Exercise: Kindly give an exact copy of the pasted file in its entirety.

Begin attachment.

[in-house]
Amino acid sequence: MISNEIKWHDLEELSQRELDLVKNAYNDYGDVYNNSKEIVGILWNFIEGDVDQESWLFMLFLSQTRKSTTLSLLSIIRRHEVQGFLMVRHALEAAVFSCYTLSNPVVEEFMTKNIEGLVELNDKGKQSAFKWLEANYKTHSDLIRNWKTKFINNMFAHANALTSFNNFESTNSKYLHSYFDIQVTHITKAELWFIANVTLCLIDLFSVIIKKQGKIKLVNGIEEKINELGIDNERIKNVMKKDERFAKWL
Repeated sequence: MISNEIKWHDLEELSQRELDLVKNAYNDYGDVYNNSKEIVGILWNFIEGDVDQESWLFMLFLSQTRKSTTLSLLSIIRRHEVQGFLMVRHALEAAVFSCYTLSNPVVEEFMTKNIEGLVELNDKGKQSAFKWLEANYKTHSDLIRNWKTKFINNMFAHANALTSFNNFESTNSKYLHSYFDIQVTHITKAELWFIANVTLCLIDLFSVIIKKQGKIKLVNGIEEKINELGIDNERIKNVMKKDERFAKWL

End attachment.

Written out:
[in-house]
Amino acid sequence: MISNEIKWHDLEELSQRELDLVKNAYNDYGDVYNNSKEIVGILWNFIEGDVDQESWLFMLFLSQTRKSTTLSLLSIIRRHEVQGFLMVRHALEAAVFSCYTLSNPVVEEFMTKNIEGLVELNDKGKQSAFKWLEANYKTHSDLIRNWKTKFINNMFAHANALTSFNNFESTNSKYLHSYFDIQVTHITKAELWFIANVTLCLIDLFSVIIKKQGKIKLVNGIEEKINELGIDNERIKNVMKKDERFAKWL
Repeated sequence: MISNEIKWHDLEELSQRELDLVKNAYNDYGDVYNNSKEIVGILWNFIEGDVDQESWLFMLFLSQTRKSTTLSLLSIIRRHEVQGFLMVRHALEAAVFSCYTLSNPVVEEFMTKNIEGLVELNDKGKQSAFKWLEANYKTHSDLIRNWKTKFINNMFAHANALTSFNNFESTNSKYLHSYFDIQVTHITKAELWFIANVTLCLIDLFSVIIKKQGKIKLVNGIEEKINELGIDNERIKNVMKKDERFAKWL